Woman speaks out after skin check at age 15 saved her life

SUN SMART: Regan O’Grady and Joan Green are skin cancer survivors.
SUN SMART: Regan O’Grady and Joan Green are skin cancer survivors. Mara Pattison-Sowden

AVOIDING the sun is difficult when we're encouraged to spend time outdoors for health and happiness, but more than 90% of skin cancers are caused by sun exposure.

While the "Slip, Slop, Slap, Seek and Slide" SunSmart message is a fairly obvious one these days and children in many schools have "no hat, no play" policies, we can still take precautions to scan our skin.

Regan O'Grady was a once sun-loving teenager who thought nothing of heading out to the beach for a tan.

It was common to return to school sunburnt and peeling.

But the way she feels about the outdoors has changed after she had a cancer scare at the age of 17.

"Every 17-year-old is invincible," she said.

Now 22, and at the end of the five-year "remission" period, she is using this year's International Women's Day theme of "Inspiring Change" to spread the message about skin health.

"I worry about the people who sit out in the sun and bake," she said.

Regan went for a skin check at 15, but it was at the end of high school when people were telling her she should get a mole on her face checked, and she wanted to put their comments to rest.

The doctor was able to compare the test to that two years earlier, and she was quickly pulled back in to be told she had a stage 2 malignant melanoma.

It was 2cm wide and 9cm long.

"It was pretty much half my face," she said.

"It hadn't really clicked that I had cancer yet.

"But I believe the test I did at 15 changed my life."

She was told a matter of weeks could have made the difference between life and death.

"Melanoma is almost 100% curable if found early enough - I was one of the lucky ones."

Melanoma is the third most common life-threatening cancer in men and women.

Gladstone Women's Health Centre manager Sandy Prizeman said when putting on this year's International Women's Day event they wanted to talk about a chronic disease that anybody could be susceptible to.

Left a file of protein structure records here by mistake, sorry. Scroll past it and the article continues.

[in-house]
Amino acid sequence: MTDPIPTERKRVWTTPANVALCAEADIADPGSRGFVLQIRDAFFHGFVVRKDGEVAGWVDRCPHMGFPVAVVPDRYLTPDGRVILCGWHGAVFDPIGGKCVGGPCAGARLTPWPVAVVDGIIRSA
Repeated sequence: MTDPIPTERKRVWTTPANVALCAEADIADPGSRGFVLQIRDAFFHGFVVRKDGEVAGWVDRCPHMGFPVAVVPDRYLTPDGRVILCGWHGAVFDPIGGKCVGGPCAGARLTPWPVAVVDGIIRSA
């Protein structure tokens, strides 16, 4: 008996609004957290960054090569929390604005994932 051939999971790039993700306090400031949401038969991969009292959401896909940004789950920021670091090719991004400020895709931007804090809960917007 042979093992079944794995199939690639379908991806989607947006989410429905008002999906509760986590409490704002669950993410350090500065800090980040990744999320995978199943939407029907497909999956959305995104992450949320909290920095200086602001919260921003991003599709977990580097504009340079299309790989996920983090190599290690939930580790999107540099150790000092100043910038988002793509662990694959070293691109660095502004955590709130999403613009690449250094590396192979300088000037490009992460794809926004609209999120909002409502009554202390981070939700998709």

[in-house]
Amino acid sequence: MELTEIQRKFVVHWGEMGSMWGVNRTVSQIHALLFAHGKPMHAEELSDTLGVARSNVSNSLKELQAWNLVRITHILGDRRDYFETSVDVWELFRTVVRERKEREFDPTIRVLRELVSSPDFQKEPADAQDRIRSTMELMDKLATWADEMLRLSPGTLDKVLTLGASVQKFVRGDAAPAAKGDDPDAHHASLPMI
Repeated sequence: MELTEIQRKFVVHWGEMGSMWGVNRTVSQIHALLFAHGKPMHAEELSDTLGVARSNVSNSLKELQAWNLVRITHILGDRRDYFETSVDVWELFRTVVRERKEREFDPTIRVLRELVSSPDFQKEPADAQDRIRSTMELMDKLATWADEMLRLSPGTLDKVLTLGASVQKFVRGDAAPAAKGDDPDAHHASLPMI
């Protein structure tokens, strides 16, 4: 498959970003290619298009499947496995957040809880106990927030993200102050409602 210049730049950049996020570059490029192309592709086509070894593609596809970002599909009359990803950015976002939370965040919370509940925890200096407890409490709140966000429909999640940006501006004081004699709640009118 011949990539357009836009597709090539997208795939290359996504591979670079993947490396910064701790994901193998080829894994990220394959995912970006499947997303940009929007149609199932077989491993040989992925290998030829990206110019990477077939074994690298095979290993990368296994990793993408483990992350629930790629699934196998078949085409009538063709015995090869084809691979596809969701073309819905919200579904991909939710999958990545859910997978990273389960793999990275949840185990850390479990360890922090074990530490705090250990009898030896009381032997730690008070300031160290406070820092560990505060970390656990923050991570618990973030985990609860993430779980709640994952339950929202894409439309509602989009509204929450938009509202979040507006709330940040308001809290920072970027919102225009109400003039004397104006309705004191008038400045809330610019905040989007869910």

"You don't have to burn to get a melanoma, but everyone should be doing skin checks," she said.

"They're not going to change unless it touches them in some way."

At this year's event, held on Wednesday at the Gladstone Golf Club, 120 people turned up to listen to Regan O'Grady's story about surviving skin cancer.

But a quick test around the room showed many of the crowd had either had skin cancers cut out or were at high risk of developing skin cancer due to earlier damage.

Ms Prizeman said although only doctors could diagnose skin cancer, everyone had the ability to scan their skin and know what they were looking for in a suspicious spot or mole.

How to detect skin cancer

Look for:

  • A spot that just doesn't look like any other spot on your body - a so-called "ugly duckling"
  • A spot that is changing - in size, shape, colour or texture
  • A spot that is tender or recurrently bleeds, gets crusty or heals then breaks down again
  • A spot that is elevated, firm and growing - these can be the more aggressive type of melanoma

Make it a habit to thoroughly examine your skin every three months.

Knowledge is power

THE sun's damage has already been done for Joan Green.

In a generation before anybody knew about "slip, slop, slap", the 78-year-old, originally from the United Kingdom, would spend holidays crisping on the beaches of Spain.

When she moved to Australia in 1972, the tradition of tanning on the beach continued.

Joan has had three of the most dangerous cancers removed from her wrist, shoulder and cheek.

"If you're not brought up with sunscreen you don't worry," she said.

"The damage is done but the doctor keeps an eye on me."



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